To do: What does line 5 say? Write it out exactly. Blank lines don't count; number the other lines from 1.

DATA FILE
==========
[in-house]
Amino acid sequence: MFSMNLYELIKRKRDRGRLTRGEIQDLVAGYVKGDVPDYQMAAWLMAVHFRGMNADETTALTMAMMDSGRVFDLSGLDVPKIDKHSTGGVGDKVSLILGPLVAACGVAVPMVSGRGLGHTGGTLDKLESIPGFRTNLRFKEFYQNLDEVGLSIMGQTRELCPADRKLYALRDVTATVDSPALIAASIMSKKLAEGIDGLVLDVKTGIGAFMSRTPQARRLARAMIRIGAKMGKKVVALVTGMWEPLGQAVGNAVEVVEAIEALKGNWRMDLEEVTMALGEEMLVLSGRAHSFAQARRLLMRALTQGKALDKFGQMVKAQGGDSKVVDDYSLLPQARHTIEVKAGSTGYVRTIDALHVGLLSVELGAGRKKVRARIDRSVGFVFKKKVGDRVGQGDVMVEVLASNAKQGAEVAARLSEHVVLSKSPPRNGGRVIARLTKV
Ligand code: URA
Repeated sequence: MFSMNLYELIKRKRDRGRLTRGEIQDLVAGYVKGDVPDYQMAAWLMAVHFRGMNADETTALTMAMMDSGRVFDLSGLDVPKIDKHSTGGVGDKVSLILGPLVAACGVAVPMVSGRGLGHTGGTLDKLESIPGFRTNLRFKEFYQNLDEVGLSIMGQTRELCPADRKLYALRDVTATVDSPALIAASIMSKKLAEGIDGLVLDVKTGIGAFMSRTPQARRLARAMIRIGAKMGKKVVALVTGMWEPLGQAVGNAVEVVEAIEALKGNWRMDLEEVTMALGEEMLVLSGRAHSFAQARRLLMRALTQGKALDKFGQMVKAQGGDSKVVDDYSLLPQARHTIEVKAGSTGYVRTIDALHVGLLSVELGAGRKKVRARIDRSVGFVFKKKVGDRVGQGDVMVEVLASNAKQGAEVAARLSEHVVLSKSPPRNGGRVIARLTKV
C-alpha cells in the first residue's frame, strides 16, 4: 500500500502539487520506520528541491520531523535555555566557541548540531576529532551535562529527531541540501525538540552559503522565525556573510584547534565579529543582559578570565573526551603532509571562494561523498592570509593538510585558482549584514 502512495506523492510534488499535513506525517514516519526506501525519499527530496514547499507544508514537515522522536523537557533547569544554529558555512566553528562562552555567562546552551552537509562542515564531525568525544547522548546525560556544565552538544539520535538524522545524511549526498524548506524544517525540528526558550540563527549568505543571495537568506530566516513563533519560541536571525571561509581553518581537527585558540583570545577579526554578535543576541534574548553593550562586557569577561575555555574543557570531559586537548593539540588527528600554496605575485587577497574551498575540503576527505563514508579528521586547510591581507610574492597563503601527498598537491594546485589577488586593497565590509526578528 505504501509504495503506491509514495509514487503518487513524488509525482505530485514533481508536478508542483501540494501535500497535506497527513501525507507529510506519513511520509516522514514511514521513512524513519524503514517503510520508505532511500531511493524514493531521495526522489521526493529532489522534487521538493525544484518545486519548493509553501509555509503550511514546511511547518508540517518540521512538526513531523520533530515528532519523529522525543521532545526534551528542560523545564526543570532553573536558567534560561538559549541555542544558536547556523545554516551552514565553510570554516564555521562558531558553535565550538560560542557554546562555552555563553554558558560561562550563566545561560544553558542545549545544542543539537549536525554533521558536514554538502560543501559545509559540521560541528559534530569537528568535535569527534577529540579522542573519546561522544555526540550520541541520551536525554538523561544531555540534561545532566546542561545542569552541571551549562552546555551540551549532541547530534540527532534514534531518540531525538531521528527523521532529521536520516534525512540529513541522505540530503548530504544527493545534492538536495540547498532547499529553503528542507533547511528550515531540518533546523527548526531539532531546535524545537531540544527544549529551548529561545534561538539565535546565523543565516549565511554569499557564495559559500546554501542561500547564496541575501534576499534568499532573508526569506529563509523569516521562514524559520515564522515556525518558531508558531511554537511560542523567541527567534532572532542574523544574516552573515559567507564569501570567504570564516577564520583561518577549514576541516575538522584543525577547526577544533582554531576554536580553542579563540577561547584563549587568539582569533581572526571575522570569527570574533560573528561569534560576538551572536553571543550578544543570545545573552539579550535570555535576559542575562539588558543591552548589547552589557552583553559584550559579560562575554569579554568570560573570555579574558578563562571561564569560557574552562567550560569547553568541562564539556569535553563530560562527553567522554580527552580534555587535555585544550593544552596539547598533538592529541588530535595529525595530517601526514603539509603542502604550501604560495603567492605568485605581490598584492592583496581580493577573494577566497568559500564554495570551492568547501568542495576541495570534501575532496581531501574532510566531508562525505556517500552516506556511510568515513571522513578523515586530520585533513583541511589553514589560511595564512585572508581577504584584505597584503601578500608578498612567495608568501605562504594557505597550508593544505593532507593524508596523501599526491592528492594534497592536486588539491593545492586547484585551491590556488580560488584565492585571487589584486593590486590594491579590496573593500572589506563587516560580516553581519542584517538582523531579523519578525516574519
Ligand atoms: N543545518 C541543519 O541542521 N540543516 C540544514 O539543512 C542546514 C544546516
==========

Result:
C-alpha cells in the first residue's frame, strides 16, 4: 500500500502539487520506520528541491520531523535555555566557541548540531576529532551535562529527531541540501525538540552559503522565525556573510584547534565579529543582559578570565573526551603532509571562494561523498592570509593538510585558482549584514 502512495506523492510534488499535513506525517514516519526506501525519499527530496514547499507544508514537515522522536523537557533547569544554529558555512566553528562562552555567562546552551552537509562542515564531525568525544547522548546525560556544565552538544539520535538524522545524511549526498524548506524544517525540528526558550540563527549568505543571495537568506530566516513563533519560541536571525571561509581553518581537527585558540583570545577579526554578535543576541534574548553593550562586557569577561575555555574543557570531559586537548593539540588527528600554496605575485587577497574551498575540503576527505563514508579528521586547510591581507610574492597563503601527498598537491594546485589577488586593497565590509526578528 505504501509504495503506491509514495509514487503518487513524488509525482505530485514533481508536478508542483501540494501535500497535506497527513501525507507529510506519513511520509516522514514511514521513512524513519524503514517503510520508505532511500531511493524514493531521495526522489521526493529532489522534487521538493525544484518545486519548493509553501509555509503550511514546511511547518508540517518540521512538526513531523520533530515528532519523529522525543521532545526534551528542560523545564526543570532553573536558567534560561538559549541555542544558536547556523545554516551552514565553510570554516564555521562558531558553535565550538560560542557554546562555552555563553554558558560561562550563566545561560544553558542545549545544542543539537549536525554533521558536514554538502560543501559545509559540521560541528559534530569537528568535535569527534577529540579522542573519546561522544555526540550520541541520551536525554538523561544531555540534561545532566546542561545542569552541571551549562552546555551540551549532541547530534540527532534514534531518540531525538531521528527523521532529521536520516534525512540529513541522505540530503548530504544527493545534492538536495540547498532547499529553503528542507533547511528550515531540518533546523527548526531539532531546535524545537531540544527544549529551548529561545534561538539565535546565523543565516549565511554569499557564495559559500546554501542561500547564496541575501534576499534568499532573508526569506529563509523569516521562514524559520515564522515556525518558531508558531511554537511560542523567541527567534532572532542574523544574516552573515559567507564569501570567504570564516577564520583561518577549514576541516575538522584543525577547526577544533582554531576554536580553542579563540577561547584563549587568539582569533581572526571575522570569527570574533560573528561569534560576538551572536553571543550578544543570545545573552539579550535570555535576559542575562539588558543591552548589547552589557552583553559584550559579560562575554569579554568570560573570555579574558578563562571561564569560557574552562567550560569547553568541562564539556569535553563530560562527553567522554580527552580534555587535555585544550593544552596539547598533538592529541588530535595529525595530517601526514603539509603542502604550501604560495603567492605568485605581490598584492592583496581580493577573494577566497568559500564554495570551492568547501568542495576541495570534501575532496581531501574532510566531508562525505556517500552516506556511510568515513571522513578523515586530520585533513583541511589553514589560511595564512585572508581577504584584505597584503601578500608578498612567495608568501605562504594557505597550508593544505593532507593524508596523501599526491592528492594534497592536486588539491593545492586547484585551491590556488580560488584565492585571487589584486593590486590594491579590496573593500572589506563587516560580516553581519542584517538582523531579523519578525516574519